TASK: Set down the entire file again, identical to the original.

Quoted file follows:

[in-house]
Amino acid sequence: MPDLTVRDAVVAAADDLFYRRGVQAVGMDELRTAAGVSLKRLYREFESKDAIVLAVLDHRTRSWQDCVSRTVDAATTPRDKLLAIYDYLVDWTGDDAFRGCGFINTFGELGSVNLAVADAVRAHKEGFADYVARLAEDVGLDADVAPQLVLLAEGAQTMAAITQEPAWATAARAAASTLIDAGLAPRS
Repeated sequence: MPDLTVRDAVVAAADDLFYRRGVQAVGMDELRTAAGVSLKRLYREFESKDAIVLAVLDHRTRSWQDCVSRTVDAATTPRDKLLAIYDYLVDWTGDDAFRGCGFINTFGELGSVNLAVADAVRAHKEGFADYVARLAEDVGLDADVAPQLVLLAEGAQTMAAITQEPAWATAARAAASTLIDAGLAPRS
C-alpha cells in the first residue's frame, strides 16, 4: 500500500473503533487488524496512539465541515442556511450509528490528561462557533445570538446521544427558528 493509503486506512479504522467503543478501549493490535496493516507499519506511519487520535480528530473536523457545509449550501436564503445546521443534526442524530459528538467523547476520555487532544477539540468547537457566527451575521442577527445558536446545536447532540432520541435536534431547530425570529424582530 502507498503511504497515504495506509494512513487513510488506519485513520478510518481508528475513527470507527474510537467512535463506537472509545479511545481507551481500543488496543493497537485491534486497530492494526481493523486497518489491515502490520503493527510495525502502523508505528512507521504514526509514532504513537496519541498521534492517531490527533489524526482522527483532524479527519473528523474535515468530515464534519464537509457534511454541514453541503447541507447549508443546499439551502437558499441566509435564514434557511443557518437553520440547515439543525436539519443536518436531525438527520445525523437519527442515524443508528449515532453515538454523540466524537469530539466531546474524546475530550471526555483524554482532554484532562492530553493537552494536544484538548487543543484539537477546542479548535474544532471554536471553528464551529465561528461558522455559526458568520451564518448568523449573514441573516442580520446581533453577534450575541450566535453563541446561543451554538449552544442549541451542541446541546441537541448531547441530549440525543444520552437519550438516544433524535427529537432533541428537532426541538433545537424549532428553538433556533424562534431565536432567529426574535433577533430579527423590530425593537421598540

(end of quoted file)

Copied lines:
[in-house]
Amino acid sequence: MPDLTVRDAVVAAADDLFYRRGVQAVGMDELRTAAGVSLKRLYREFESKDAIVLAVLDHRTRSWQDCVSRTVDAATTPRDKLLAIYDYLVDWTGDDAFRGCGFINTFGELGSVNLAVADAVRAHKEGFADYVARLAEDVGLDADVAPQLVLLAEGAQTMAAITQEPAWATAARAAASTLIDAGLAPRS
Repeated sequence: MPDLTVRDAVVAAADDLFYRRGVQAVGMDELRTAAGVSLKRLYREFESKDAIVLAVLDHRTRSWQDCVSRTVDAATTPRDKLLAIYDYLVDWTGDDAFRGCGFINTFGELGSVNLAVADAVRAHKEGFADYVARLAEDVGLDADVAPQLVLLAEGAQTMAAITQEPAWATAARAAASTLIDAGLAPRS
C-alpha cells in the first residue's frame, strides 16, 4: 500500500473503533487488524496512539465541515442556511450509528490528561462557533445570538446521544427558528 493509503486506512479504522467503543478501549493490535496493516507499519506511519487520535480528530473536523457545509449550501436564503445546521443534526442524530459528538467523547476520555487532544477539540468547537457566527451575521442577527445558536446545536447532540432520541435536534431547530425570529424582530 502507498503511504497515504495506509494512513487513510488506519485513520478510518481508528475513527470507527474510537467512535463506537472509545479511545481507551481500543488496543493497537485491534486497530492494526481493523486497518489491515502490520503493527510495525502502523508505528512507521504514526509514532504513537496519541498521534492517531490527533489524526482522527483532524479527519473528523474535515468530515464534519464537509457534511454541514453541503447541507447549508443546499439551502437558499441566509435564514434557511443557518437553520440547515439543525436539519443536518436531525438527520445525523437519527442515524443508528449515532453515538454523540466524537469530539466531546474524546475530550471526555483524554482532554484532562492530553493537552494536544484538548487543543484539537477546542479548535474544532471554536471553528464551529465561528461558522455559526458568520451564518448568523449573514441573516442580520446581533453577534450575541450566535453563541446561543451554538449552544442549541451542541446541546441537541448531547441530549440525543444520552437519550438516544433524535427529537432533541428537532426541538433545537424549532428553538433556533424562534431565536432567529426574535433577533430579527423590530425593537421598540